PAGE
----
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Marcus Sheridan May 25, 2011 at

Hey Ben, I really appreciate that and I think you’re very right. ‘Ranking’, as it is, has never helped anyone, made anyone money, or changed anyone’s life. But the content and community? Yeah, that’s another story!

Thanks for stopping by Ben!!

Marcus

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Tia Peterson May 23, 2011 at

I didn’t know you were the River Pools and Spas people! Did you have an office in Manassas or nearby? I grew up in Fairfax County and Prince William County and recognize River Pools as a company.

Anyway, I suppose Alexa is useful for understanding *types* of visitors. My Alexa improved dramatically (down to 30K at one point) and then as soon as my traffic skyrocketed to around 1,000 visits a day, Alexa started to climb back up.

It seems to have a threshold. If a site was getting say, a million hits a month, then surely the Alexa ranking would be crazy low. But it seems that if the traffic is below a certain amount, then there is no rhyme or reason to the ranking.

I feel the same way about Compete. Compete is unbelievably inaccurate and I still can’t believe that people refer to it.

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Marcus Sheridan May 25, 2011 at

Tia!! (My lovely new friend I met at Blog World ;-) ) Sorry for my slow response here, all this travel stuff has me behind!

Regarding you ranking story, I think you’re spot-on in the sense that there seems to be a magic threshold and it very much affects the fluxuation of the ranking.

1000 visits huh? Dang girl, that’s awesome!!

Keep up the great work and thrilled to have met. :-)

Marcus

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Srinivas Rao May 23, 2011 at

Marcus

When people ask me about metrics and measurement, the only thing I usually have to say is ” I know I’m Indian and I’m supposed to be good at math, but I can barely add.” I very rarely spend time looking at analytics and traffic stats because I don’t believe that’s what causes a blog to grow. In fact I think people spend far too much time obsessing over metrics and measurements and as a result they don’t any of the real work that matters like connecting with people, creating content, and doing work that actually produces results. The other day my friend Mark Lawrence said “your skool of life has a PR 5 on google.” I had no idea because I dont’ spend much time looking at these things. My main concern is the people I meet and connect with online and I believe that conversation leads to opportunities.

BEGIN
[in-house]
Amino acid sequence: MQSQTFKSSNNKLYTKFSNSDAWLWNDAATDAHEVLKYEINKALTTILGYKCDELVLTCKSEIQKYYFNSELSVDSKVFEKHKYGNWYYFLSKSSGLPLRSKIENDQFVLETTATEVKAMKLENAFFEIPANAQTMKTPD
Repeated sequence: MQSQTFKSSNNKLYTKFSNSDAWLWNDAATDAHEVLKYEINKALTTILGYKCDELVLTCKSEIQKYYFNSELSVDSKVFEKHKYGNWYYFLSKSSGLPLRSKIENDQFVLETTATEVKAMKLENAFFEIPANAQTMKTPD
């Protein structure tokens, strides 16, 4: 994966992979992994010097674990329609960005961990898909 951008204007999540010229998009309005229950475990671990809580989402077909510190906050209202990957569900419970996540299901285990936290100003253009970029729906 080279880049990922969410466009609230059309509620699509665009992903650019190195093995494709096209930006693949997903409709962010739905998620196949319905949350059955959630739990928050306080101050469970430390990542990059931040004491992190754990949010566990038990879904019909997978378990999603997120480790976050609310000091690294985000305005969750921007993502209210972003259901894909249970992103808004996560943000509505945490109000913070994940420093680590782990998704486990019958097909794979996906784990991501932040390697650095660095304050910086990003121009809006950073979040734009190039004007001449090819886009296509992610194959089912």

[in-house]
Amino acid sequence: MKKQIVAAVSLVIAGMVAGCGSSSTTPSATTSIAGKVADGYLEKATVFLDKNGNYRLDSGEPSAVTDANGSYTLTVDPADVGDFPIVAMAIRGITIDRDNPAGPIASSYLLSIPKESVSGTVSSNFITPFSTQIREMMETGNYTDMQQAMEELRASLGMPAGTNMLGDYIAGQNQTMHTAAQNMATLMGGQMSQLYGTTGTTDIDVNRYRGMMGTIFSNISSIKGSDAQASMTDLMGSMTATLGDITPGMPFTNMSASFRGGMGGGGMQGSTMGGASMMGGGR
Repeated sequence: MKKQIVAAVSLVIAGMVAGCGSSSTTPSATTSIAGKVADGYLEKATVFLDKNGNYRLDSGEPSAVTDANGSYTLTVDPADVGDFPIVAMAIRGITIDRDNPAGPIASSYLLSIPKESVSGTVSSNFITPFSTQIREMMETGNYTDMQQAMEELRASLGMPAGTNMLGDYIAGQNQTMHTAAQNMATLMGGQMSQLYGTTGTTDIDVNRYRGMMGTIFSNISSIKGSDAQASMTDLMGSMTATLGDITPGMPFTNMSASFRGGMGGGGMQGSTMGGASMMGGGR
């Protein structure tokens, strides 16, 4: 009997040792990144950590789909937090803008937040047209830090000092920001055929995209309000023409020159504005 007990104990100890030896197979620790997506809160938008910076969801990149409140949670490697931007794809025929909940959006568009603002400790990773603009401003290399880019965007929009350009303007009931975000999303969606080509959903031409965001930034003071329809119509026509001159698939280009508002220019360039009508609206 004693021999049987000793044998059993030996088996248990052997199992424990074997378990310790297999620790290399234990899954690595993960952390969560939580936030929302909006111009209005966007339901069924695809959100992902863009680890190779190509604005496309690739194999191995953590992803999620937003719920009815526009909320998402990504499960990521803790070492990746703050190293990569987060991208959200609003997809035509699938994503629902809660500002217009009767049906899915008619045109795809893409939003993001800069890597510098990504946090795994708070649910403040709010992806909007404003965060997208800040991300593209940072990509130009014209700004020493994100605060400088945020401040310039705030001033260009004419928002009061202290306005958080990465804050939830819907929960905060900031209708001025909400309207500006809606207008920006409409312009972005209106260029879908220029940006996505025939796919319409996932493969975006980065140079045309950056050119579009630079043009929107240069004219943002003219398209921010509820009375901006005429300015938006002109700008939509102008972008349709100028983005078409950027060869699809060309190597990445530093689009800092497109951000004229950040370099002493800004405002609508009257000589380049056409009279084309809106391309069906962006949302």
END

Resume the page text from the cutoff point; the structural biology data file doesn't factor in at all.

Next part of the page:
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Marcus Sheridan May 25, 2011 at

PR of 5 Srini?? Dang dude, that’s actually very, very impressive. I love your take on traffic, relationships, and growth—-which is exactly why you’re going places my friend.

Cheers brother,

Marcus

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Erica Allison May 23, 2011 at

Ah, Marcus…Alexa is a lot like her cousin, Klout…tools that may have started out as useful, but can be gamed, manipulated and contorted to suit the need or discussion. I don’t put a lot of stock into them. I do check my numbers from time to time, but base my success on the community of people I’m meeting, the comments I get, the RT, the page visits and the new business. Those are the numbers that matter to me.

From where I’m sitting, if you use those numbers, you’re in excellent shape, my friend.
Enjoy NYC! Knock ‘em dead!

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Marcus Sheridan May 23, 2011 at

Hey Erica! I think you and I are very similar in this regard– with an understanding of the metrics that are most important– like community based stuff and social media counts, etc.

Thanks so much for stopping by and I hope you have a wonderful week!!

Marcus

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Jack@TheJackB May 23, 2011 at

Metrics are like any other set of numbers- easy to manipulate.

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Marcus Sheridan May 25, 2011 at

Yes they are Jack ;-)

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Brad Harmon @ Big Feet Marketing May 24, 2011 at